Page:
Bassist / composer Charles Mingus is one of the most radical figures in American music. Throughout the '50s, he worked as a sideman with legendary players Charlie Parker, Dizzy Gillespie, and more. In the '60s, he gained recognition as a bandleader, often followed by controversy for making strong-minded statements in the press about race, politics, and stodgy music critics. While Mingus received many honors posthumously as well as during his career, perhaps his greatest achievement was transcending the restrictive label of jazz. The Black Saint and The Sinner Lady is without question Mingus' magnum opus. Originally released on Impulse! in 1963, the album broke new ground in both genre-defying composition and innovative recording techniques. A six-part suite with dramatic shifts in mood and tempo, The Black Saint and The Sinner Lady features the three-way brass dialogue of trumpets, trombone and tuba, swooping reeds, and awe-inspiring rhythm section.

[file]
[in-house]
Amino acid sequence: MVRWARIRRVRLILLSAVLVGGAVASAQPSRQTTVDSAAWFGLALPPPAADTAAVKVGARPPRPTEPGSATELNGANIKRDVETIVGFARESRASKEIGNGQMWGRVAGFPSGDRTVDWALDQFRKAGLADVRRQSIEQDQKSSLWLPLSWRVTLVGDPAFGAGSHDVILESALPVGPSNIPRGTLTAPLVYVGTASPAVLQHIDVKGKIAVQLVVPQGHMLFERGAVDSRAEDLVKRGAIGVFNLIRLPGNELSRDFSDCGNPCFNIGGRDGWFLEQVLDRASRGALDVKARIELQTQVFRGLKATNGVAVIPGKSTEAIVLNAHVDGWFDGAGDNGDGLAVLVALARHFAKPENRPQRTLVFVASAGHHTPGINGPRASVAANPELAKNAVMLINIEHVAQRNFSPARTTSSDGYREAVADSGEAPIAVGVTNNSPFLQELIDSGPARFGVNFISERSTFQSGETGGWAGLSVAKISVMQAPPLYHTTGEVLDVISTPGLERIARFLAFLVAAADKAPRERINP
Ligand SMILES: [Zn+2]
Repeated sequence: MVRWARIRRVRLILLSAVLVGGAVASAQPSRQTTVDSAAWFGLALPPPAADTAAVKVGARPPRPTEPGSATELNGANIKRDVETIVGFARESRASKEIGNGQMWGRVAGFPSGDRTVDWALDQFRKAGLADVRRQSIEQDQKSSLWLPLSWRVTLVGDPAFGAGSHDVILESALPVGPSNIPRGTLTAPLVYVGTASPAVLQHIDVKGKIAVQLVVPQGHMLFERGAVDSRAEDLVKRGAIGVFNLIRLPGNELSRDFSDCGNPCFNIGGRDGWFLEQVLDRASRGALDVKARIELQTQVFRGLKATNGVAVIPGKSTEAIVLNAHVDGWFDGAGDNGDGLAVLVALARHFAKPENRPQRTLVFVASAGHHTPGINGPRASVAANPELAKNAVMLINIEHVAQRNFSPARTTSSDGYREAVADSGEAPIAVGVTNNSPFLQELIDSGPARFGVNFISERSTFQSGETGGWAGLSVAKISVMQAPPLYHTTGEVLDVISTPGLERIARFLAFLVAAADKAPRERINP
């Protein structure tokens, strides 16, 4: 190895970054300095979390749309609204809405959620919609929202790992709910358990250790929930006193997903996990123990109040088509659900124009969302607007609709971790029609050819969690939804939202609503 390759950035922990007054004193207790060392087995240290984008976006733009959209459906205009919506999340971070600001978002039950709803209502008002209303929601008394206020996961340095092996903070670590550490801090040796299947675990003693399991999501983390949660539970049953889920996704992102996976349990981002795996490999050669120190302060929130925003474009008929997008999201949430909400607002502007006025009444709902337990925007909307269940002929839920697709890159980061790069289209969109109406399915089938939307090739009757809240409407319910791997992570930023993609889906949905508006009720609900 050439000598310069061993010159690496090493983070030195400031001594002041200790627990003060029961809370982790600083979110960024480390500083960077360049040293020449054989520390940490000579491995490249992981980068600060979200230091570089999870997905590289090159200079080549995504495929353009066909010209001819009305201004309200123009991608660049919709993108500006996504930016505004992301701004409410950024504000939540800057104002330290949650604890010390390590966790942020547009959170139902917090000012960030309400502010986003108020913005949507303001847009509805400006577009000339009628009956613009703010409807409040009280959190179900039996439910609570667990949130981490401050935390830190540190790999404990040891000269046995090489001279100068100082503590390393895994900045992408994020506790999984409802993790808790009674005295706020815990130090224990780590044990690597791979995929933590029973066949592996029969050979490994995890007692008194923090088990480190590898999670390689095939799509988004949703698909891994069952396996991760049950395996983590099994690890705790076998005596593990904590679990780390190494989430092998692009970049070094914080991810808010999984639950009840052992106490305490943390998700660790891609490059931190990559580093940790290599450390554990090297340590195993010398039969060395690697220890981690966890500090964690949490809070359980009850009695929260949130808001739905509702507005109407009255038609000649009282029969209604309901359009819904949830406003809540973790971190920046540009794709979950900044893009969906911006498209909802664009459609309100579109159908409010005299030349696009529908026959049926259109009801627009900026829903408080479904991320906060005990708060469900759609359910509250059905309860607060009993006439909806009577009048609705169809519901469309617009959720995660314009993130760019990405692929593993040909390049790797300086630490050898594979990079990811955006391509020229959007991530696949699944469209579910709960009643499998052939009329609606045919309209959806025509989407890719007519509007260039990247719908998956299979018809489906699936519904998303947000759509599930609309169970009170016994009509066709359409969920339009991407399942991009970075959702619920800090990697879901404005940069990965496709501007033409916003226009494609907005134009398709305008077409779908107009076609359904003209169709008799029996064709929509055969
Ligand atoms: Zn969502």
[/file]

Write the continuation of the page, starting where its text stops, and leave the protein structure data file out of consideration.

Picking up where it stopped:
Balancing delicate Spanish modes and Ellingtonian themes, the ensemble breaks into a divine cacophony of group improvisation on par with free jazz giants like Ornette Coleman or Cecil Taylor. In his best-known essay, "Psychotic Reactions and Carburetor Dung," Lester Bangs praises, "the experience of the first few listenings to a record so total, so mind-twisting, that you authentically can say you'll never be quite the same again. Black Saint and The Sinner Lady did that, and a very few others. They're events you remember all your life." This long out-of-print vinyl release has been carefully remastered from the original master tapes.
"The Black Saint and the Sinner Lady is one of the greatest achievements in orchestration by any composer in jazz history...The result is one of the high-water marks for avant-garde jazz in the '60s and arguably Mingus' most brilliant moment." -Steve Huey, allmusic.com
Remastered from the original master tapes
1. Solo Dancer
2. Duet Solo Dancers
3. Group Dancers
4. Trio and Group Dancers